Nectar

Woe betides the industry watcher who must track the manga market. For weeks at a time, they must come up with a new way to announce that Tokyopop’s Fruits Basket has maintained its iron grip on the BookScan rankings of graphic novel sales.

It hovers at or near the top, sometimes with multiple volumes in the top 10 simultaneously. It’s even cracked the top 10 in comics specialty shop orders via Diamond Distribution. (In July, it rested, possibly uncomfortably, between Marvel’s X-Men: New Age of Apocalypse and the Wizard Michael Turner Millennium Limited Edition Deluxe Hardcover.)

It’s fair enough to wonder just what this shôjo title has got that dozens of others don’t. After reading the first volume, I admit I asked that question. It seemed competent but formulaic – charming everygirl stumbles across mysterious magical shenanigans and cute boys, lather, rinse, repeat. The art was appealing but unexceptional, and the characters seemed like they came from casting central.

There’s the girl, of course, optimistic orphan Tohru Honda, who makes Pollyanna look clinically depressed. Then there are the boys, members of the Sohma family. Yuki is the aloof Prince Charming, whose cool exterior masks a kind heart and a tragic secret. Kyo is the misunderstood thug, whose angry exterior masks a kind heart and a tragic secret. Oh, and when they’re hugged by a member of the opposite sex, they turn into animals (literally, and cute ones, so get your minds out of the gutter).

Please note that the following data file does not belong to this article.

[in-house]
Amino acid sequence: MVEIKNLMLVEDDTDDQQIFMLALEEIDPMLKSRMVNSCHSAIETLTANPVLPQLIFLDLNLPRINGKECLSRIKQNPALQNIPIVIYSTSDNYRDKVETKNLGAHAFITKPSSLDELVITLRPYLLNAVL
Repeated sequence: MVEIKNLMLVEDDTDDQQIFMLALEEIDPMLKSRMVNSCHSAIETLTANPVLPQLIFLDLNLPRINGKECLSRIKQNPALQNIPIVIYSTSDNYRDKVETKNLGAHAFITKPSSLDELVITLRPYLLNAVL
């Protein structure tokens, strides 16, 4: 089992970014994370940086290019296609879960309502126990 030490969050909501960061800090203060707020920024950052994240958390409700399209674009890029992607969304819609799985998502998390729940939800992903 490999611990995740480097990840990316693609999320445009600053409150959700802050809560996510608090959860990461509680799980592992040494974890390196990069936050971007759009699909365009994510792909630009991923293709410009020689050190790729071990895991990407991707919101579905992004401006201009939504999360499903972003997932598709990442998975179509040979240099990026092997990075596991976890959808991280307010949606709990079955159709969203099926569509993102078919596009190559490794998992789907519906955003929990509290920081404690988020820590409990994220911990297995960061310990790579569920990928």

The Sohma family is cursed, you see. Thirteen members of the clan are possessed by the vengeful spirits of the Chinese Zodiac. Kyo seems to have it the worst, as his spirit (the cat), didn’t even make the final cut for the zodiacal pantheon. But Tohru’s kindness and utter lack of guile convince the secretive Sohmas that they can trust her, and she takes up residence with Yuki (the rat), Kyo, and Shigure, a romance novelist who, quite literally, ain’t nothin’ but a hound dog.

It all just seemed so average – a love triangle, a dark secret, and virtue rewarded. What was the big deal, I wondered?

Seven volumes in, I know better.

The thing I learned about “Furuba,” as it’s called by its legion of fans, is that the standard shôjo stuff is just a feint. Yuki and Kyo’s tiresome feuding and the vague mythology are in place to lull readers into a false sense of security. Then, when you least suspect it, creator Natsuki Takaya delivers the kind of emotional gut punch that most writers pull off maybe a handful of times in their entire careers. And Takaya pulls this off in every volume, sometimes more than once.

It helps that the Sohma family is a study in dysfunction. Secretive by necessity, it’s inevitable that their shared burden would keep them in close proximity. It’s that same proximity that makes them yearn for freedom, not just from the stifling restrictions of the curse but from each other. They overcompensate for their restrictions, and they all quail under the authority of the mysterious Akito, the manipulative and sometimes brutal leader of the clan.